“At that time I built a city with (the labor) of the peoples of the lands which my hands had conquered, which Assur, Nabu and Marduk had brought in submission to my feet, so that they bore (drew) my yoke, at the foot of Mount Musri, above Nineveh, according to the command of god and the prompting of my heart, and I called its name Dur-Shurrukun.”
In verse 11 where it states, “Your pomp is brought down to Sheol, and the strains of your lutes,” recalls Sargon’s celebration of the completion of the 10 year construction project of Dur-Shurrukin:
“The great mountain, Bel (Enlil), Lord of (all) lands, who dwells in Eharsaggal-kukurra, the gods and goddesses who abide in Assyria, turned aside (and entered) their city amid jubilation and feasting. With the princes of (all) countries, the governors of my land, scribes and superintendents (justices), nobles, officials and ekders of Assyria, I took up my abode in that palace and instituted a feast of music.”
After taking his place “in the mount of assembly on the summit of [the north]” (Isaiah 14:13), Sargon is drawn to the western theater of the Neo-Assyrian’s engagement with nations who were descended from Japheth in Genesis 10:2-4:
“In 705 (B.C.E.) Sargon led his armies to the land of Tabal in the Taurus mountains, where he met his death doing battle against a man called Gurdi (Gordias), a common name among rulers of the Anatolian principalities. Sargon had been at the height of his power and seemed invincible. He ruled the core of the Near East from the Gulf to the Taurus mountains, from the Zagros mountains to Sinai. He had defeated Urartu and forced other rulers includind Midas, King of Phrygia, the pharoah if Egypt, Uperi, the king of Dilmun, and seven kings Yadnana (Cyprus) to pay tribute. His death in battle and the loss of his body, so that he could not be buried in his palace, was a great blow to Assyrian morale” (“Cultural Atlas of Mesopotamia and the Ancient Near East” by Michael Roaf, p.182).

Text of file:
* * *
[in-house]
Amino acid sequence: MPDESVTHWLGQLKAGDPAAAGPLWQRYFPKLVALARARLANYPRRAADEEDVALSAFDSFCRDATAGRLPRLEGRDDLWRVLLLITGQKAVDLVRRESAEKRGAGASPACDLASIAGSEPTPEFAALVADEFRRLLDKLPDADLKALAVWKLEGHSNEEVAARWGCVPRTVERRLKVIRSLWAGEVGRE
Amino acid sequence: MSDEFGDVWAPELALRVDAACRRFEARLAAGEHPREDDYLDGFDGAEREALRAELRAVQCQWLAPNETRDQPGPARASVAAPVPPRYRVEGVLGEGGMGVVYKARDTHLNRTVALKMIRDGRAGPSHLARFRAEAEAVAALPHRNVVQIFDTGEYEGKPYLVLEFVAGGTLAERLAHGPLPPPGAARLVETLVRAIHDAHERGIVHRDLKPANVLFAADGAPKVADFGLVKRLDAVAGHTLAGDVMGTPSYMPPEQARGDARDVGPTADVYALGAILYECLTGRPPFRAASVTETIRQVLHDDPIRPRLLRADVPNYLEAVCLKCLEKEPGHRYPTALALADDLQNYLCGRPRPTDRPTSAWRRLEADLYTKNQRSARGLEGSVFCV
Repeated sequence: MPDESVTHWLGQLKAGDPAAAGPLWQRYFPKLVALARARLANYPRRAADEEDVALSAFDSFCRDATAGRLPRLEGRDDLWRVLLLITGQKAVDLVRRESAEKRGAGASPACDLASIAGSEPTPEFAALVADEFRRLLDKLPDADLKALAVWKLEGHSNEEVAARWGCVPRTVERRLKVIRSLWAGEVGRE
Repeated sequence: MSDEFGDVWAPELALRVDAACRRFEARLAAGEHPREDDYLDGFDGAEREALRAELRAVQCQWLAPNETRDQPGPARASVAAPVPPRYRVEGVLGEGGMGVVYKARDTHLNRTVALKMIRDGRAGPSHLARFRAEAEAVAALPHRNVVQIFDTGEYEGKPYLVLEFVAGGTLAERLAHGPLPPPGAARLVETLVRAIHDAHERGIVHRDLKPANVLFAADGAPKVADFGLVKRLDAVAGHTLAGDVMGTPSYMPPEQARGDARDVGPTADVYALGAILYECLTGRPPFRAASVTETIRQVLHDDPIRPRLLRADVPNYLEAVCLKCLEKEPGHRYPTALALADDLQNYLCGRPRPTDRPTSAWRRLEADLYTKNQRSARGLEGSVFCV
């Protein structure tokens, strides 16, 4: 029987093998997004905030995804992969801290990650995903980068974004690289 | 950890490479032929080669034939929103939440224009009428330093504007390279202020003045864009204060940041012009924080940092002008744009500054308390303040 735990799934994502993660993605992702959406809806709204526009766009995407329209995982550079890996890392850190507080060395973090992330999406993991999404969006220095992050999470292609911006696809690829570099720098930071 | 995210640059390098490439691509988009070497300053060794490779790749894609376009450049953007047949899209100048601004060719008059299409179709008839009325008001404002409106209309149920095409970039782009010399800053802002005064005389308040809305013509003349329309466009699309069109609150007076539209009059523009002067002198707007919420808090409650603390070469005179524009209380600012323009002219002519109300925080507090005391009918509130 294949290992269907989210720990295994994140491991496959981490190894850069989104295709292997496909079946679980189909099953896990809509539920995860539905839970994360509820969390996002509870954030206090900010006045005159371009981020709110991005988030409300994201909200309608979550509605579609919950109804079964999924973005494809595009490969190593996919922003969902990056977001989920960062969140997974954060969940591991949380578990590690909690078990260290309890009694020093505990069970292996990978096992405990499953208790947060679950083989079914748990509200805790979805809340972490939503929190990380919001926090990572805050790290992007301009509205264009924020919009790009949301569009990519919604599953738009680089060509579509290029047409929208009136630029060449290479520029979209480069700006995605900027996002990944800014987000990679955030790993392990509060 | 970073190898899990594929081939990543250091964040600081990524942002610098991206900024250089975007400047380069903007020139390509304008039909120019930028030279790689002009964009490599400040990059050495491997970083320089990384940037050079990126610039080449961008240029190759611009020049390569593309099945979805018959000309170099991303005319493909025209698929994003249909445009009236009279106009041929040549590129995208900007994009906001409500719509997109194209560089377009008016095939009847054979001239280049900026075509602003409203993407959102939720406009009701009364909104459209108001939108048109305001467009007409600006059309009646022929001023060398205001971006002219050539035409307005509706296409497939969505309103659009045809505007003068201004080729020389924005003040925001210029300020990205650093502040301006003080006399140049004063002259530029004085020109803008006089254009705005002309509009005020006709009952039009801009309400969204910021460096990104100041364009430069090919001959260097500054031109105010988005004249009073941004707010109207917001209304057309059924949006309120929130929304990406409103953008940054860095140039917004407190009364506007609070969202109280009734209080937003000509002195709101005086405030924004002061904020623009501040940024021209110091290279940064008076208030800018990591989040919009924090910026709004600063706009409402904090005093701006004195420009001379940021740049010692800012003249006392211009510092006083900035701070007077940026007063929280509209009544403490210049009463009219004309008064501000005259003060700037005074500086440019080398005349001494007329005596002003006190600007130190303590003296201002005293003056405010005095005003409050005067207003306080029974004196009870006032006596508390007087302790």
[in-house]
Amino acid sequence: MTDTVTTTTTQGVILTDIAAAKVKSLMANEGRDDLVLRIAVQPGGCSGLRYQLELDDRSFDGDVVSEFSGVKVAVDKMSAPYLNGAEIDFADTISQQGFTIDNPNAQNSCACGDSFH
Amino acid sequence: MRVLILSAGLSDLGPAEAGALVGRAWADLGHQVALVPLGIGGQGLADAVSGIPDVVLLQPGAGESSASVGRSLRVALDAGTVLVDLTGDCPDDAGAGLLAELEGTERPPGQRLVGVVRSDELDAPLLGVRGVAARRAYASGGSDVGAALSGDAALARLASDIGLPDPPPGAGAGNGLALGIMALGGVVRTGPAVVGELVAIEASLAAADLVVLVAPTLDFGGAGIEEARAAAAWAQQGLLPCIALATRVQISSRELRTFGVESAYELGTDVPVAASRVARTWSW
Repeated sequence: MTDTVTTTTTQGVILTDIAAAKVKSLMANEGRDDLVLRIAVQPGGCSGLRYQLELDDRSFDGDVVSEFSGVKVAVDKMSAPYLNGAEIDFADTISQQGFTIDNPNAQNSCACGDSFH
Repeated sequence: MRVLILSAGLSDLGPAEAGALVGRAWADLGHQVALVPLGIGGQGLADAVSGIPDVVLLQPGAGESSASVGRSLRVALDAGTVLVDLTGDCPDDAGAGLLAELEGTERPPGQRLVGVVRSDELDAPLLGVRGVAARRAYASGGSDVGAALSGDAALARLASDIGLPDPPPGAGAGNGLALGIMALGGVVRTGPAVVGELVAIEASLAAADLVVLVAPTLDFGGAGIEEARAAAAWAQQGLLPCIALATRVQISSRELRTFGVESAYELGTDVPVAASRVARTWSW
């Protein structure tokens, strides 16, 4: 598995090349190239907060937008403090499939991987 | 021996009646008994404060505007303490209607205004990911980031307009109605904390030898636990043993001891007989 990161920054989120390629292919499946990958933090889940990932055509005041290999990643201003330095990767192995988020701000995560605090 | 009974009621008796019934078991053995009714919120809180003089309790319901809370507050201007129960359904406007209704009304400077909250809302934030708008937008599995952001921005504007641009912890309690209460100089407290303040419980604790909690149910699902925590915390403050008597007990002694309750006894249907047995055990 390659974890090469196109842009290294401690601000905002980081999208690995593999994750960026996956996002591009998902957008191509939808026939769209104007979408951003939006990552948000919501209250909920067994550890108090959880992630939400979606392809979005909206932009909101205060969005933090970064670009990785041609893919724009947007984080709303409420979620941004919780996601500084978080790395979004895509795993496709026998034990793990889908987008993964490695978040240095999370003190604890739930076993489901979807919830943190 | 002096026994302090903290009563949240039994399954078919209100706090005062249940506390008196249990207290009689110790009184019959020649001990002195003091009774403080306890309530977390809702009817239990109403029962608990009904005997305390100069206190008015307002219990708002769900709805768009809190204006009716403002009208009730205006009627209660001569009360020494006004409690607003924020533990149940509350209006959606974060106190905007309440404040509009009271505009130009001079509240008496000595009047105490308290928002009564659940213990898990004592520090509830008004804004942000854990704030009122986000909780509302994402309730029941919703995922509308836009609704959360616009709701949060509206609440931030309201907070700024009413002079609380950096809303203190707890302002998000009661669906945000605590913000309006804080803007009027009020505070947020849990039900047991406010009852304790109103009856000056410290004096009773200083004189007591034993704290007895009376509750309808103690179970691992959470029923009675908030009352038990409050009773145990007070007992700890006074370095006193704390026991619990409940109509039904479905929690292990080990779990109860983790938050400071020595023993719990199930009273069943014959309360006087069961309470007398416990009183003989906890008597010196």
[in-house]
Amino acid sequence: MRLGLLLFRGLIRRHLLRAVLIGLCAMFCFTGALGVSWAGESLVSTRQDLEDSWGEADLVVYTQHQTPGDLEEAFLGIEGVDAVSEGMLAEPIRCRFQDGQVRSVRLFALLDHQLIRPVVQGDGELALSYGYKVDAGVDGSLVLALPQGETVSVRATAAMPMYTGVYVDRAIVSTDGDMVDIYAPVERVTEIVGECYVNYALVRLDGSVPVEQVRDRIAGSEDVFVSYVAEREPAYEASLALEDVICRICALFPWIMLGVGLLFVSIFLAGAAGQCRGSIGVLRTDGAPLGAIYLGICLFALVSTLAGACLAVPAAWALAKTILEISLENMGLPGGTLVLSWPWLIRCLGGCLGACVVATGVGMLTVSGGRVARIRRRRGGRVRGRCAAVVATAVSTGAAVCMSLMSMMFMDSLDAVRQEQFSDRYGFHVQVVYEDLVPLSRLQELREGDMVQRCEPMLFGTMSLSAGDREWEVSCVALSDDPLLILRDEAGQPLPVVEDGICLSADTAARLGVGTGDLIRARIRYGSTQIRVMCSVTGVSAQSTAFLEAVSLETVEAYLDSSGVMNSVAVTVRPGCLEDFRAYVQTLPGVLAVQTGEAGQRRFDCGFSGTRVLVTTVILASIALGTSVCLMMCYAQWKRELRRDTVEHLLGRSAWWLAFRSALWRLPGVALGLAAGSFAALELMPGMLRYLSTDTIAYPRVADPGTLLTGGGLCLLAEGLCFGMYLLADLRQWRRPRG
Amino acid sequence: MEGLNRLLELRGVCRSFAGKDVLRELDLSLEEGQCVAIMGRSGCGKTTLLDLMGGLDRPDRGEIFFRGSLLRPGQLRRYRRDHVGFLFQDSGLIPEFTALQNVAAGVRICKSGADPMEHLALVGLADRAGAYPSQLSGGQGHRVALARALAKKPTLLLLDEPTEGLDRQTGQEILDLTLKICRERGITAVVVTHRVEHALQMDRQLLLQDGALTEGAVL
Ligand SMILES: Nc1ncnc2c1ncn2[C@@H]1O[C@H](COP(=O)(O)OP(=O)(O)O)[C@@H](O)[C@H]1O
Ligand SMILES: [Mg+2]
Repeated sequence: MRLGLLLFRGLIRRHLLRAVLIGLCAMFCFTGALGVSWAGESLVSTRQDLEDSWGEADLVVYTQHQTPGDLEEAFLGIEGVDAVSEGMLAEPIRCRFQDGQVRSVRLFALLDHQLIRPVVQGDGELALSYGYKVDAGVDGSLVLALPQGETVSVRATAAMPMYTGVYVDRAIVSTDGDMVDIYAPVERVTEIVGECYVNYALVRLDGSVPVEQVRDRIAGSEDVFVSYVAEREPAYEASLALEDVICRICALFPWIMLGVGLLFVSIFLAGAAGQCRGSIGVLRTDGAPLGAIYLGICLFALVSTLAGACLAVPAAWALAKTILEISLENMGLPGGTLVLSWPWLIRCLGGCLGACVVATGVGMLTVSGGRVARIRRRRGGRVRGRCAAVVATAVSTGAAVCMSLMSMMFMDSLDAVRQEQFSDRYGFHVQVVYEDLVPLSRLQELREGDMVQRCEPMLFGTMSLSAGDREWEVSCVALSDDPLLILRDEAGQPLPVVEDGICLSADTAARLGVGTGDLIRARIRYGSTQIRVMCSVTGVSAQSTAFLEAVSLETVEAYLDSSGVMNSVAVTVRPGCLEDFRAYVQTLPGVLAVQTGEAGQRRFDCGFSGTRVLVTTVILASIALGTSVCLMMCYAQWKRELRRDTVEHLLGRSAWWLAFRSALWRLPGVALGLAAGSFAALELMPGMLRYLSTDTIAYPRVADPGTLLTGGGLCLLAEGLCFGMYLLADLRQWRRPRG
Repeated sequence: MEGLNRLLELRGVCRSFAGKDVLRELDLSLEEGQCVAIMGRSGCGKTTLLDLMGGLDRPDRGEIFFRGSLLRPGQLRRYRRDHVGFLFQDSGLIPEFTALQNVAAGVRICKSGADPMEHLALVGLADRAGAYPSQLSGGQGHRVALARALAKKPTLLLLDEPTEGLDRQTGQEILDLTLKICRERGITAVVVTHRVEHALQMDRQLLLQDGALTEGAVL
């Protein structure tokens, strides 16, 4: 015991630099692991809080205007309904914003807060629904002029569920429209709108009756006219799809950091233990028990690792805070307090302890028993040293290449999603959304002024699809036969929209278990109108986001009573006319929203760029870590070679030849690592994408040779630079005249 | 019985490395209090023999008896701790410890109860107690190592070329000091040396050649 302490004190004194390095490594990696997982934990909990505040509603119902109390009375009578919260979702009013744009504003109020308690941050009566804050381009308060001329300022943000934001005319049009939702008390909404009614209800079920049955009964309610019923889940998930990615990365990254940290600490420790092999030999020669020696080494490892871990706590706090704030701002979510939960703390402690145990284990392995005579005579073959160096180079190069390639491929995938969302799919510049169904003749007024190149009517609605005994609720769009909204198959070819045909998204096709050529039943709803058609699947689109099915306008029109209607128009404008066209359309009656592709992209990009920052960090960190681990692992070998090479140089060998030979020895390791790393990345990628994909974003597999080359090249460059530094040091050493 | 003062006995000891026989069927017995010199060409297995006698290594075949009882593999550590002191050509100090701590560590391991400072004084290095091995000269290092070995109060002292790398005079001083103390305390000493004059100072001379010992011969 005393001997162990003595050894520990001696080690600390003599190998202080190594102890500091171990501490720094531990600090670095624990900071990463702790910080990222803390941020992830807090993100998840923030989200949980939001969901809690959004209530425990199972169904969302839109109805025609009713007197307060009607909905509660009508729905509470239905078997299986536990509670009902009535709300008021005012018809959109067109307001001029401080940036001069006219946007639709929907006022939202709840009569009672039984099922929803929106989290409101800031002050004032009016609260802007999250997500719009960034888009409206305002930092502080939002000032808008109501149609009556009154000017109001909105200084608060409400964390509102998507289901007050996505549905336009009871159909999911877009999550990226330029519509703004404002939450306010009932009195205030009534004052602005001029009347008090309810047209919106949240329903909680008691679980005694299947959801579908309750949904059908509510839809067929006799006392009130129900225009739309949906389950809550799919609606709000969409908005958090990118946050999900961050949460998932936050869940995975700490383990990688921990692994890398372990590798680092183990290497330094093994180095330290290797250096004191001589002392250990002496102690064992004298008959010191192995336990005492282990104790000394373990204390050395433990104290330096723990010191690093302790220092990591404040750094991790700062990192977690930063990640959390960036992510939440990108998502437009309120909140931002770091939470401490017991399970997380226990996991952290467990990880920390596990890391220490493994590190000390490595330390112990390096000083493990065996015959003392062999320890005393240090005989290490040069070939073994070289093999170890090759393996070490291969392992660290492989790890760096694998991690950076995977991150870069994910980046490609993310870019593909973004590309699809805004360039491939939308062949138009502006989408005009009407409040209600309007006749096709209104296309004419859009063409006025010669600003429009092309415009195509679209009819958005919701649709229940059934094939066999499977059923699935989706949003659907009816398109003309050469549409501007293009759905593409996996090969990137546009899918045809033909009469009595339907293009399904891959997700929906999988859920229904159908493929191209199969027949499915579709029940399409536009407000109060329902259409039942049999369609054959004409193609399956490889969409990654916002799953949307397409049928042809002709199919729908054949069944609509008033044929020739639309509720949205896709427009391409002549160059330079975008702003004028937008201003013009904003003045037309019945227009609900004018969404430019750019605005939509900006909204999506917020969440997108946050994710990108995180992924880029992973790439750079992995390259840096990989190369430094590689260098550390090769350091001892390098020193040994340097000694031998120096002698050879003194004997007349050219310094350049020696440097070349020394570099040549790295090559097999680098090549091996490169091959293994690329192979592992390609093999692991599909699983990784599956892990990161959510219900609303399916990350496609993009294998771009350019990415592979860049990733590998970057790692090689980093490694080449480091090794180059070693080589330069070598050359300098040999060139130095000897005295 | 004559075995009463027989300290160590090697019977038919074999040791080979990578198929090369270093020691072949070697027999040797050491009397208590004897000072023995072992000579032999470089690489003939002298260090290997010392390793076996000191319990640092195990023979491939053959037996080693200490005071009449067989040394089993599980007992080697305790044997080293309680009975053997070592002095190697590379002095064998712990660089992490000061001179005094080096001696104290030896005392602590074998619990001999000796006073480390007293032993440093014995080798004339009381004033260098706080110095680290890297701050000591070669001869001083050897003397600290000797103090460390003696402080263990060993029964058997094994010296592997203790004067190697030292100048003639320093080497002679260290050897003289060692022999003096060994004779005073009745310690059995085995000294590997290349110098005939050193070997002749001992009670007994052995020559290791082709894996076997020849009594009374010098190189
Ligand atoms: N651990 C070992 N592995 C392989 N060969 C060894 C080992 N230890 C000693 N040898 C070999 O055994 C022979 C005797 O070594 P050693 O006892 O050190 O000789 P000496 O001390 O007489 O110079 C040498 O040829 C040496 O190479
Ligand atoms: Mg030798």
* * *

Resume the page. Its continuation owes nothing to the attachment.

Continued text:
The Sumerian King List quoted by commentator Kurt mentions 5 cities in southern Mesopatamia where the “kingship that was lowered from heaven” was passed on in succession from the city of Eridu to Bad-tibira, then to Larak, then to Sippar and finally to Shuruppak, where the hero Utnapishtim (tablet #11 in Epic of Gilgamesh) was instructed by Ea, the god of wisdom, to:
“Tear down (this) house, build a ship! Give up possessions, seek thou life. Foreswear (worldly) goods and keep the soul alive! Aboard the ship take thou the seed of all living things” (“The Ancient Near East, vol. 1; An Anthology of Texts and Pictures” edited by James B. Pritchard, p.66).
The Sumerian King List continues:
“After the Flood had swept over (the earth) (and) when kingship was lowered (again) from heaven, kingship was (first) in Kish…” (ANET, p. 78).